Texas Women’s Foundation invests with over 400 grants and more than $12 million dollars to community programs in the state.
Empowering women and girls to build stronger and more equitable communities is the chief goal of the Texas Women’s Foundation (TXWF). This dedication has continued recently as they have invested $12.9 million dollars in the community over the past year.
This sum was donated over the course of the organization’s fiscal year: July 1st, 2020 to June 30th, 2021. Of this total, $10.8 million was invested in the form of 416 grants. $2.1 million was given to specific programs with goals that align with the Texas Women’s Foundation’s work.
$12.9 Million Distributed Across Multiple Issue Areas
The total of the donations made by the organization can be divided into a number of categories and dollars dedicated to each. Of the total, 48%, or more than $5 million went toward empowering women in different ways. A small slice, 1 million, went to growing women’s philanthropy as a way to empower communities.
Nineteen percent of Texas Women’s Foundation funding went for organizations focused on health and safety. Sixteen percent,or more than $1.5 million was allocated for economic security. About 12% of the funds went toward leadership and education. Three percent, or a little over $3 million, was given to other enterprises, and 2%, or nearly $2 million went to the general area of women’s issues.
Many of the individual donations TXWF made were in direct response to the impact of COVID-19 and the 2021 winter storm. This portion of grantmaking happened through the organization’s Resilience Fund, and was especially dedicated to addressing the disproportional effect these events have had on women of color.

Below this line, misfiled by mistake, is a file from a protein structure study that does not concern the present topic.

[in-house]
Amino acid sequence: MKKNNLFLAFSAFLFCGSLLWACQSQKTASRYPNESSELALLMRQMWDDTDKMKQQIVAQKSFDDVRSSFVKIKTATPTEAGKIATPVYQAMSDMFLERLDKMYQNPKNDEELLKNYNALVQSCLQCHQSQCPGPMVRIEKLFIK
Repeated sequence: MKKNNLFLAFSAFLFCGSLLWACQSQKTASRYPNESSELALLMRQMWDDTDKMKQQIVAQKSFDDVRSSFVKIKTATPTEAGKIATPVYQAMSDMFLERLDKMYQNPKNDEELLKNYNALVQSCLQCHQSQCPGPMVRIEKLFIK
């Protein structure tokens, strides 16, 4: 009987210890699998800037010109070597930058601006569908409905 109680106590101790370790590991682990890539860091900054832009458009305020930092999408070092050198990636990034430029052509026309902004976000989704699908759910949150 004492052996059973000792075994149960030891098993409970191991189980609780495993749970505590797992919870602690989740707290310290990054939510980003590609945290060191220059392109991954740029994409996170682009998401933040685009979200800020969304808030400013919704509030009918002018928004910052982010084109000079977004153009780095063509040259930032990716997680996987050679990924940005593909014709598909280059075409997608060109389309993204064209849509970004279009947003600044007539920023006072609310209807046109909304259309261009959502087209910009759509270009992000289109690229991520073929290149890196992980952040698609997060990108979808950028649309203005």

Resilience Fund is Major Giving Vehicle
The Resilience Fund is a special grant-making vehicle of the Texas Women’s Foundation. In the recent fiscal year, the foundation has employed it be able to respond rapidly to areas of need in the community.
In particular this past year, the Resilience Fund tackled the spotty access to health care that was further exacerbated by COVID. They sought to alleviate pre-existing barriers for women and girls of marginalized communities, along with the COVID-specific barriers. One grant supported an innovative combination of telehealth and on-site health appointments in order to ensure that marginalized women and families had the chance to access healthcare.
The Resilience Fund also seeks to increase the economic stability of women and their families. The needs of the community were addressed this year by the fund providing access to loans and other financial help, the kind of financial help from which marginalized women are often excluded by traditional banks.
Food insecurity was also addressed in this year’s Resilience Fund grantmaking. One grant was given to support a paperless meal delivery system dedicated to bringing food to those who could not go to the store themselves. Part of the intended impact of this grant was to decrease response times for emergency food situations, especially for elderly or homebound women.
Women of color were another particular demographic being focused on by the Resilience Fund. Specifically, The Resilience Fund made significant grants to support women of color-owned businesses.
Here’s a sample of the organizations led by women of color receiving TXWF Resilience Grants:
· A TXWF Resilience Grant supported the LiftFund Dallas/Fort Worth Women’s Business Center. These funds will serve women of color-owned businesses, particularly with obtaining financial assistance.
· Girls Embracing Mothers Inc. works with incarcerated women and their daughters. A new grant supports the transition to a mail-based program to maintain the connection between incarcerated mothers and their daughters. Funding will also provide stipends to the guardians to cover the cost of meals and collect calls to the girls’ mothers. Many guardians were financially stressed due to loss of jobs or work hours due to their guardianship.
· At Zan Wesley Holmes Jr. Community Outreach Center, TXWF supported the Financial Wellness Village, which includes the Increments of Success Coaching Program. The funding also supported case management and therapeutic wellness classes to help women deal with the trauma and loss of income due to COVID-19.
Roslyn Dawson Thompson, Texas Women’s Foundation President and CEO, commented on this round of giving by saying, “We made significant investments through grants that supported the immediate needs of women, girls and their families to address the impact of COVID-19, as well as those that would have a longer-term impact on their lives and the community.”
The donations made by Texas Women’s Foundation have far-reaching implications for the supported organizations, as well as those who benefit from the programs that they run.